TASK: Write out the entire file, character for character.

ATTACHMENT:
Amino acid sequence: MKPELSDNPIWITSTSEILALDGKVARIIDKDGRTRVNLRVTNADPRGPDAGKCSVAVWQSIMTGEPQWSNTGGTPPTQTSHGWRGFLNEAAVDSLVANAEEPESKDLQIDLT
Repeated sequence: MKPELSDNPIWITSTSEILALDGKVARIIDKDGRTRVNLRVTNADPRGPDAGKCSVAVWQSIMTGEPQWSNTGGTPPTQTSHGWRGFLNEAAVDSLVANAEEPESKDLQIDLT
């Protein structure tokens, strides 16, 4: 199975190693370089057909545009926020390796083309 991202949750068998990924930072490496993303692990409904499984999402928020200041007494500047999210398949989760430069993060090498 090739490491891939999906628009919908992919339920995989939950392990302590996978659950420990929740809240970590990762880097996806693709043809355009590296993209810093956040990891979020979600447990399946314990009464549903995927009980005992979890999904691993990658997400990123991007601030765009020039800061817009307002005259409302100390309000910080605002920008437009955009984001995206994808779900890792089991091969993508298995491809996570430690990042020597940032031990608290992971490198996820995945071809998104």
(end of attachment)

Amino acid sequence: MKPELSDNPIWITSTSEILALDGKVARIIDKDGRTRVNLRVTNADPRGPDAGKCSVAVWQSIMTGEPQWSNTGGTPPTQTSHGWRGFLNEAAVDSLVANAEEPESKDLQIDLT
Repeated sequence: MKPELSDNPIWITSTSEILALDGKVARIIDKDGRTRVNLRVTNADPRGPDAGKCSVAVWQSIMTGEPQWSNTGGTPPTQTSHGWRGFLNEAAVDSLVANAEEPESKDLQIDLT
């Protein structure tokens, strides 16, 4: 199975190693370089057909545009926020390796083309 991202949750068998990924930072490496993303692990409904499984999402928020200041007494500047999210398949989760430069993060090498 090739490491891939999906628009919908992919339920995989939950392990302590996978659950420990929740809240970590990762880097996806693709043809355009590296993209810093956040990891979020979600447990399946314990009464549903995927009980005992979890999904691993990658997400990123991007601030765009020039800061817009307002005259409302100390309000910080605002920008437009955009984001995206994808779900890792089991091969993508298995491809996570430690990042020597940032031990608290992971490198996820995945071809998104």